I am really skeptical of the Chinese numbers, but also hopeful and concerned. Hopeful because maybe these extraordinary measures really are working, and concerned because if they are working then they’ll provide a template that the rest of the world will use to deal with this.
So if the Chinese really have reined this in outside of Hubei, and if this looks like it’s threatening to spread, here, then we should expect something like the Chinese lockdowns to hit US cities. Keep an eye on the news, then, and plan accordingly.[8:44 pm] A backgrounder on the Norwegian company that plays a critical role in vaccine development: The Road to a Coronavirus Vaccine Runs Through Oslo [8:37 pm] This article on a new study gives the following stats:
About 14% of the illnesses were severe, which included pneumonia and shortness of breath, and about 5% have critical disease, marked by respiratory failure, septic shock, and multi-organ failure. The overall case fatality rate was 2.3%, and of 1,023 deaths included in the study, the majority were in people age 60 and older or those with underlying medical conditions.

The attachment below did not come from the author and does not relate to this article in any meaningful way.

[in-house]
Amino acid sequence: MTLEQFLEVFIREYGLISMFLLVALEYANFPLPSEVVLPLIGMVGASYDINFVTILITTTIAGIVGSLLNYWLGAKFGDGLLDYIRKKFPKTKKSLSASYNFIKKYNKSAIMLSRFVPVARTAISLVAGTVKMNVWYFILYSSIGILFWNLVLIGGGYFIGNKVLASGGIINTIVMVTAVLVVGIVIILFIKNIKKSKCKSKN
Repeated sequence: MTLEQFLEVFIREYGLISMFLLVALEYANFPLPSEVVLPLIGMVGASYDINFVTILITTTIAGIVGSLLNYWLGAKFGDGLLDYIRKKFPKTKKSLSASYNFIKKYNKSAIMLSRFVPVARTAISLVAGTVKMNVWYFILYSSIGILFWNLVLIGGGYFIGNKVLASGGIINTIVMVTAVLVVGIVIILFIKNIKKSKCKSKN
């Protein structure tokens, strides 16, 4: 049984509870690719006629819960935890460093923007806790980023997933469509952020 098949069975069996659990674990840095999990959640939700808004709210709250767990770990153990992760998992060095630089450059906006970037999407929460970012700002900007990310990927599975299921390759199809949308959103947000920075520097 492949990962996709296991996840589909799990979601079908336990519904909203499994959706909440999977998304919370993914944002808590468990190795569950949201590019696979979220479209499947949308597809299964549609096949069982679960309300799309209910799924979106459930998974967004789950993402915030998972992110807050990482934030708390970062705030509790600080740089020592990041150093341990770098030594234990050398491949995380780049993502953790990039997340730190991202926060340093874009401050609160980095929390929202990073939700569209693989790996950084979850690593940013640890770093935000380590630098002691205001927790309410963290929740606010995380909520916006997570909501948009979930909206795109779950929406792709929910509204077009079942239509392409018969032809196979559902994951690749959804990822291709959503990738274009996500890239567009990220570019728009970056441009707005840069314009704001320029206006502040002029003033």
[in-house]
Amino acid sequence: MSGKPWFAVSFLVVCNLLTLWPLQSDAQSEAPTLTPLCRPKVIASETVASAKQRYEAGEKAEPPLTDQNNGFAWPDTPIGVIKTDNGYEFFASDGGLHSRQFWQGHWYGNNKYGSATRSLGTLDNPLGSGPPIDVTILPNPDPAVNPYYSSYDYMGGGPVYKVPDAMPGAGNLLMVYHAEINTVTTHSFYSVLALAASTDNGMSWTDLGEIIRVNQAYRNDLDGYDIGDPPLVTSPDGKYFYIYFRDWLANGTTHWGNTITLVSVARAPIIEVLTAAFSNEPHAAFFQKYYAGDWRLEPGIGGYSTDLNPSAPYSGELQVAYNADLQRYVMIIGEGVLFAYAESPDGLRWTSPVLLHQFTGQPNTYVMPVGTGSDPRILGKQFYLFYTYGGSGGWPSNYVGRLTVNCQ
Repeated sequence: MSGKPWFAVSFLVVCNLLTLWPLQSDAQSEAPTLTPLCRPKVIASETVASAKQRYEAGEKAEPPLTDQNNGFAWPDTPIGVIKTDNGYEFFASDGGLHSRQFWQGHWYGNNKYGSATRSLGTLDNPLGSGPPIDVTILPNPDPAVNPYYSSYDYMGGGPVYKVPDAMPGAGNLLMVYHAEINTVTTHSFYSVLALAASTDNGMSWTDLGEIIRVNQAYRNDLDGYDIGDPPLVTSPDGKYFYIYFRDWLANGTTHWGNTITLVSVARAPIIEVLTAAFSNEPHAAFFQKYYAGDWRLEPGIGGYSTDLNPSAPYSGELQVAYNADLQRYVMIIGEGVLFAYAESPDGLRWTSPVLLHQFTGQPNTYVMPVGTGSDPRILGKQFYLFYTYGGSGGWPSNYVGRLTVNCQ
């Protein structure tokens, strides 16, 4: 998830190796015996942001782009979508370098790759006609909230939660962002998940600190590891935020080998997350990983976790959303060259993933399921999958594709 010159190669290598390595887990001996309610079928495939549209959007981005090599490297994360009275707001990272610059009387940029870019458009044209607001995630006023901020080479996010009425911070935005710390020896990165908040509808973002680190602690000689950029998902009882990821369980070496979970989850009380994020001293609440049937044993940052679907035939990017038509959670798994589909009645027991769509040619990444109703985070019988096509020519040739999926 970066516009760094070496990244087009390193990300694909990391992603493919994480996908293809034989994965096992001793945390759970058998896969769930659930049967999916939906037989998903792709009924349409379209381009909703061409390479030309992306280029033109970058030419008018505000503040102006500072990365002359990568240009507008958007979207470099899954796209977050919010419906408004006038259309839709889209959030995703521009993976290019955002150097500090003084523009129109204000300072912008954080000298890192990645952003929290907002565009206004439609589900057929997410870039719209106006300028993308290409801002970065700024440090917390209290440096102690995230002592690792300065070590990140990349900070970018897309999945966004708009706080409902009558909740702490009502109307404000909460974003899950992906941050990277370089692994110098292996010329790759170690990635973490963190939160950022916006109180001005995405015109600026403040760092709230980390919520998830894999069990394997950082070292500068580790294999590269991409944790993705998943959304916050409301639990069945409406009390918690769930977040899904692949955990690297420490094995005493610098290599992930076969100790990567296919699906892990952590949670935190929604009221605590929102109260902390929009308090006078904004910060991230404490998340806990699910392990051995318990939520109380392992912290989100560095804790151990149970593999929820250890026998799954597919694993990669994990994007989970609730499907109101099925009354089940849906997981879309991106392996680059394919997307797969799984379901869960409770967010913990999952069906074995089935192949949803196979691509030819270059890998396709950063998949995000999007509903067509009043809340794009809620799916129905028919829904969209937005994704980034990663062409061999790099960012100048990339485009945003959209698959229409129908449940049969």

This tracks roughly with the 18 percent severe rate from the Wuhan study, and the 26 percent severe rate seen in another study. So in these studies so far, the rate of severe illness, where they are likely to need an intensive care unit bed, falls roughly in the same ballpark of 15 to 25 percent.
As a thought exercise, let’s join these numbers with some numbers we have for the US. There are 100,000 ICU beds in the US, and 331 million people. Those ICU beds are typically two thirds full, but let’s ignore that for the moment. If the virus infects 25 percent of the public, that’s 83 million people infected. Optimistically, if just 5 percent of those need an ICU bed, then that’s 4 million in need of one of those 100,000 ICU beds.